Direct purchase is an option if you’d like to own the system outright and take advantage of solar incentives directly. Purchasing means paying all costs up front and either doing the maintenance yourself or hiring a service.

An energy audit can cut the cost of going solar.

Before getting quotes on a system, it‘s wise to get a professional energy audit. This lets you see detailed information about your organization’s energy consumption and pinpoint areas for improvement. If you can make energy usage more efficient through better insulation or lighting, your organization’s total energy requirements could decrease, which means a smaller solar system - at a lower cost - will likely cover your needs. 

As one solar user said, “At the heart of it all, you could have the biggest solar array in the world but if you don’t couple that with responsible energy use, you’re not getting the most out of the system you could.” Some utilities may even require an audit in order to qualify for certain solar incentives.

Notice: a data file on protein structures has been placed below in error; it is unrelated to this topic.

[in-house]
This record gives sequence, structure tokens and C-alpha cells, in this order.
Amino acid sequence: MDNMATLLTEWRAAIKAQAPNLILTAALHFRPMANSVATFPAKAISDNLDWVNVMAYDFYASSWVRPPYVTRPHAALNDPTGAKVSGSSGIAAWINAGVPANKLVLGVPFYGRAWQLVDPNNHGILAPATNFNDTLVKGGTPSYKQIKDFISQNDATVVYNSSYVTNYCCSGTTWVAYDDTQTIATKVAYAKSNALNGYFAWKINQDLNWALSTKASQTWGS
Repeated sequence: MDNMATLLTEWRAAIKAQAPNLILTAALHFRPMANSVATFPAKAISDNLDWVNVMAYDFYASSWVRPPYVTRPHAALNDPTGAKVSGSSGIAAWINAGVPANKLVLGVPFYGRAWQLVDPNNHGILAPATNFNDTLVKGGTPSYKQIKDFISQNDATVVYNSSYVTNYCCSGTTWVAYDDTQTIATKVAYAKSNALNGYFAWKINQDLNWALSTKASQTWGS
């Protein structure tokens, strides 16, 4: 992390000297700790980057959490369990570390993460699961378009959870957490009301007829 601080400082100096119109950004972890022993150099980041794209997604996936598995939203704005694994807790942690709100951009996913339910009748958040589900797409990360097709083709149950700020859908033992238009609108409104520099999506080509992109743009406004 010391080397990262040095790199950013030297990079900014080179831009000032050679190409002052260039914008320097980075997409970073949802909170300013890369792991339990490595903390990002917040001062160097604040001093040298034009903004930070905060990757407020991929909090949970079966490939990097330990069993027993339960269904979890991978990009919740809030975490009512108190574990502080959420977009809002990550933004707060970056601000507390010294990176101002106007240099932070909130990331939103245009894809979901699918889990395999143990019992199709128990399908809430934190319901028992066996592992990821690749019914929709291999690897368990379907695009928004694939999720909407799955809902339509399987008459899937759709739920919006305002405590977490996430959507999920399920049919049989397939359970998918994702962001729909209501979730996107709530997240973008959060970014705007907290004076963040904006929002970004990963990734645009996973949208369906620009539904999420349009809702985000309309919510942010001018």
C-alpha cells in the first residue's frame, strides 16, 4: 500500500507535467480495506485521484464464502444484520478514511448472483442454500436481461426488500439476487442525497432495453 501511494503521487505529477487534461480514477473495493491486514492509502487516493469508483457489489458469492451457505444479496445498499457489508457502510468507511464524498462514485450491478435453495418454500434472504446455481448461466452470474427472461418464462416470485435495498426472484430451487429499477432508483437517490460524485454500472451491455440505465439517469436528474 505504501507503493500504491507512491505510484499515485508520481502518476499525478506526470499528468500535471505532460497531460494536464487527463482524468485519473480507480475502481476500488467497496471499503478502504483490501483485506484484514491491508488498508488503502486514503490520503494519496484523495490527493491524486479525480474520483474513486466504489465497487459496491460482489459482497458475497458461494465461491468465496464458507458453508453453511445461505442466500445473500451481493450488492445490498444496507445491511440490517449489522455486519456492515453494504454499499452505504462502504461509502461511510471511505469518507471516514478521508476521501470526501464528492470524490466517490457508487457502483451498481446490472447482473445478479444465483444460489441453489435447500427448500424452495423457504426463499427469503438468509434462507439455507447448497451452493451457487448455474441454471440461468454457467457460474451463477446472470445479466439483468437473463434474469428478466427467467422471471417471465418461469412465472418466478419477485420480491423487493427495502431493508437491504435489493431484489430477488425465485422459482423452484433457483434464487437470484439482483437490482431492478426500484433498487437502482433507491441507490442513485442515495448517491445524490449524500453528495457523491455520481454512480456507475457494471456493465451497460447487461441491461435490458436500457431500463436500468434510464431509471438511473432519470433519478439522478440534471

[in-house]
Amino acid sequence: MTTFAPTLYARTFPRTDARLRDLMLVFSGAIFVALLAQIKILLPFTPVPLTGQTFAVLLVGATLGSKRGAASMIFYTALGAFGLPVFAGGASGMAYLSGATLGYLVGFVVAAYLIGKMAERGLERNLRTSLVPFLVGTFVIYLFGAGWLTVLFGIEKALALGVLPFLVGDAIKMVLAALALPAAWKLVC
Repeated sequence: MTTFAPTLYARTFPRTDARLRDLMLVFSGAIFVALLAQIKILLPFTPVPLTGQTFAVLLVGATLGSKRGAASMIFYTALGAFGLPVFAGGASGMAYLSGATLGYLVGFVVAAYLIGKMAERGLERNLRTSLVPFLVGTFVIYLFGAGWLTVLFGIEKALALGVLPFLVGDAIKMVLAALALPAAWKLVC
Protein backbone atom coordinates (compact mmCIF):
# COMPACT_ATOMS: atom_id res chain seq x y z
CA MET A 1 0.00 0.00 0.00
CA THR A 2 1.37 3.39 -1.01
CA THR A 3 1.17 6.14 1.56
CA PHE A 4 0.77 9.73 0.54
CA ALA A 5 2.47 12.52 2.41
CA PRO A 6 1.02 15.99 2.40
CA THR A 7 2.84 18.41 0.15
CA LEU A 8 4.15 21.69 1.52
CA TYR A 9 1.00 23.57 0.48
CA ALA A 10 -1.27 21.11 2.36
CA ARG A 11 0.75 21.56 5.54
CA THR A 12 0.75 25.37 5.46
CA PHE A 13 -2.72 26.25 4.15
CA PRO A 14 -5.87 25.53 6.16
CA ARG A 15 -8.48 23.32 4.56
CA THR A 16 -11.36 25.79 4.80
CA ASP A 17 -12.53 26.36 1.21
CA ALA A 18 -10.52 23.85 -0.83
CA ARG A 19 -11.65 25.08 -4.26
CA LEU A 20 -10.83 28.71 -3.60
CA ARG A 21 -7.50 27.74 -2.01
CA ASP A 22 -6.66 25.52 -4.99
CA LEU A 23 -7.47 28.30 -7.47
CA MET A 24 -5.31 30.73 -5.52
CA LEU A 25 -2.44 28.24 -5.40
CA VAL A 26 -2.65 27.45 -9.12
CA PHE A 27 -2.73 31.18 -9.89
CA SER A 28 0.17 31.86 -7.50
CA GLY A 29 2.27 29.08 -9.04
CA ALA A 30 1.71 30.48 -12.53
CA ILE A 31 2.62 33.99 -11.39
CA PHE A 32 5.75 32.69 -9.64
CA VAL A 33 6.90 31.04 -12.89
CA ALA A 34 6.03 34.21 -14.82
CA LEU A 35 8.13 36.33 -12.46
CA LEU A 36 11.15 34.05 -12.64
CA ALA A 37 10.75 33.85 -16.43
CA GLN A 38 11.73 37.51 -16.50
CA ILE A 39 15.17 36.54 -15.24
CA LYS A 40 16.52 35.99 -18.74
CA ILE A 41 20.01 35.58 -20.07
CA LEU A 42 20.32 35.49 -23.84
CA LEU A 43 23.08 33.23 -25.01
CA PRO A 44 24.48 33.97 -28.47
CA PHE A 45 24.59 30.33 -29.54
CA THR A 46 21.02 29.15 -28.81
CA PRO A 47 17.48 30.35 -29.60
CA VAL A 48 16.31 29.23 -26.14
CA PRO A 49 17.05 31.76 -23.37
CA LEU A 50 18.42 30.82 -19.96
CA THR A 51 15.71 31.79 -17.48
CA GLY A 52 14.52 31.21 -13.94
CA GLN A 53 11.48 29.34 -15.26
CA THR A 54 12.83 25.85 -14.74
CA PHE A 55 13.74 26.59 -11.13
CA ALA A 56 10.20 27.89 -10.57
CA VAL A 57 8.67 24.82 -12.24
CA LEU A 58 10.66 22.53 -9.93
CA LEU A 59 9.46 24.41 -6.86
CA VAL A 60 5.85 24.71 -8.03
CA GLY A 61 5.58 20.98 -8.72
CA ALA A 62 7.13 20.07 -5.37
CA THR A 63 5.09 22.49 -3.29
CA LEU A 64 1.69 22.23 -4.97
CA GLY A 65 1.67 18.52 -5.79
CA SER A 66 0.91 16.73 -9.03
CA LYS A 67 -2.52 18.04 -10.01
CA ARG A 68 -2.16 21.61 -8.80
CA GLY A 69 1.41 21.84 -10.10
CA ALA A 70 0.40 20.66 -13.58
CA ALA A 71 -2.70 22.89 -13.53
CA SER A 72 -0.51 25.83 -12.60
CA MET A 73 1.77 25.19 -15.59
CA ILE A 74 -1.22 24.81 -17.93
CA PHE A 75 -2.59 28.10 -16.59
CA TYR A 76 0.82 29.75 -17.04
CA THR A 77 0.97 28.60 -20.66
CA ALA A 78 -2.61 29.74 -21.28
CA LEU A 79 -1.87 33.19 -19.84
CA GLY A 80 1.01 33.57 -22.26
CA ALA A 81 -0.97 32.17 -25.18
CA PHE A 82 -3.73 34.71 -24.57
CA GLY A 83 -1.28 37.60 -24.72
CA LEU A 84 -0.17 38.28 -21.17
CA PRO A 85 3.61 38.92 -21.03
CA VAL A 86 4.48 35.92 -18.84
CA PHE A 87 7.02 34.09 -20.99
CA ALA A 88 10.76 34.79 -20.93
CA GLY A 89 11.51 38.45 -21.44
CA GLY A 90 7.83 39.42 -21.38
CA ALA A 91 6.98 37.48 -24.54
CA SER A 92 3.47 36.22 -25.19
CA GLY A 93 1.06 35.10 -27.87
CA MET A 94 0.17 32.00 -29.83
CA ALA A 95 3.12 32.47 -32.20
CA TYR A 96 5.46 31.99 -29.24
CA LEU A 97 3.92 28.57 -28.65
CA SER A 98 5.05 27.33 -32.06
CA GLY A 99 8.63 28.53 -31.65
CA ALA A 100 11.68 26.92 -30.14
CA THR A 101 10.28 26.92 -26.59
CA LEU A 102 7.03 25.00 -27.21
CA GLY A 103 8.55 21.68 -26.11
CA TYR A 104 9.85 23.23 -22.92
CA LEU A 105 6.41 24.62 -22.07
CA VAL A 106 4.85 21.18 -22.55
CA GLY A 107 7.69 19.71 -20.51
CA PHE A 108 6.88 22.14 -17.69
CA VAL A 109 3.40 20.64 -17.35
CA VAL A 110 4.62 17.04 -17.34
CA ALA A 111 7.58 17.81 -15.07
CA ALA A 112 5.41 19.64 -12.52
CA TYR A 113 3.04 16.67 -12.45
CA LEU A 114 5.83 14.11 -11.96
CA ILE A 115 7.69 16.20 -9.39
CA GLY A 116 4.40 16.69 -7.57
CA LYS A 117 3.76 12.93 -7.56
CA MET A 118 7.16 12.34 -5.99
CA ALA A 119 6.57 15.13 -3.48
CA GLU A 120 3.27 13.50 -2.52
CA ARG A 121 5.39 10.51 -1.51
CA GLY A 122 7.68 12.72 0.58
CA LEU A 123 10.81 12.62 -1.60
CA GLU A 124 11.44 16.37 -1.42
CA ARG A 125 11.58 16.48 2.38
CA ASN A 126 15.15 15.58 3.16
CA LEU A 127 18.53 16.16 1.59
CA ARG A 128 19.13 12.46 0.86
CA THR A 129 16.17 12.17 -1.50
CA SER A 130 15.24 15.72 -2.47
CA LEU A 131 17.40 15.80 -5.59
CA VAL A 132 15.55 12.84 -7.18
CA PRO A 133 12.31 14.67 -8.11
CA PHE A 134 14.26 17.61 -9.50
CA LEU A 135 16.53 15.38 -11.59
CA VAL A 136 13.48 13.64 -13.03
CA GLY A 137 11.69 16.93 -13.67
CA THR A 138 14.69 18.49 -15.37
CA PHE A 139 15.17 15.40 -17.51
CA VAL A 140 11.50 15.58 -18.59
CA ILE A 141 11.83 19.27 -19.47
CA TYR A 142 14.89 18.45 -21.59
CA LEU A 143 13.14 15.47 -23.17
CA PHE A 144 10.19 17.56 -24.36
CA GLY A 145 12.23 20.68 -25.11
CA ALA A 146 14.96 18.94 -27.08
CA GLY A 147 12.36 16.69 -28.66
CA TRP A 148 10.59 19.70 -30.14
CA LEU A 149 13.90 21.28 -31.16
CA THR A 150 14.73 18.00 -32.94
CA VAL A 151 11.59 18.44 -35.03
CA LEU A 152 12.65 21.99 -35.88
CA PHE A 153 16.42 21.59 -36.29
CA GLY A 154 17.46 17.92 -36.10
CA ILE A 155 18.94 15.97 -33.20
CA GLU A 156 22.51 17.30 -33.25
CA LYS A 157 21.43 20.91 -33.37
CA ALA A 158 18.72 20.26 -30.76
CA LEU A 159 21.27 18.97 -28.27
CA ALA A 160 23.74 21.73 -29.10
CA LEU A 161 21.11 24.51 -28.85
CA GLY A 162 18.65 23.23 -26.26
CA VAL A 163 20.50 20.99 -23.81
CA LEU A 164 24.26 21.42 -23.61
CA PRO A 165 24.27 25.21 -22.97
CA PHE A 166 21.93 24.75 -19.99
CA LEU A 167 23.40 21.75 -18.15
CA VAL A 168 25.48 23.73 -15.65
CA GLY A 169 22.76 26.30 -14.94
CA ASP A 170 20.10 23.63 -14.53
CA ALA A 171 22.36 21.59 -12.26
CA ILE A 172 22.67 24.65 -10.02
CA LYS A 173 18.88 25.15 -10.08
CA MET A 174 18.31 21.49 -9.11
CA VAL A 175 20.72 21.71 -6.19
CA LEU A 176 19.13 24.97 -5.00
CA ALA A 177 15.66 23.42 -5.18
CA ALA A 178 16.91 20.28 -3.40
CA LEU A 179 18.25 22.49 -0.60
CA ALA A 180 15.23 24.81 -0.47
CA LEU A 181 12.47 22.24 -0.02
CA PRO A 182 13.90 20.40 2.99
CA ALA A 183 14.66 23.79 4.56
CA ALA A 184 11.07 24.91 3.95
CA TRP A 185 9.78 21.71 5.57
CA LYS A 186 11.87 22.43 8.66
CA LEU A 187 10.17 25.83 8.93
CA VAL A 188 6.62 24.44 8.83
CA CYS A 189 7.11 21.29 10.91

Quotes are faster than RFPs.

Once you’re ready to start pricing systems, it’s a good idea to get quotes from at least three different solar providers. Most will want to schedule an on-site visit and inviting all prospective providers to a single site tour can save the hassle of hosting multiple sessions. Afterward, most providers will need 2 to 4 weeks to generate a detailed quote.

Direct quotes tend to be faster because providers create them using their own tried-and-true format. The only challenge with quotes is that it may take a bit more work on your part to make side-by-side comparisons.

RFPs, on the other hand, ensure more consistency and easier apples-to-apples comparisons, but they tend to take longer. A good approach can be to request a quote, but specify any information you need that may fall outside the provider’s standard format. Of course, some organizations require a formal RFP process. The Solar Foundation’s guide to a successful solar RFP is a helpful resource.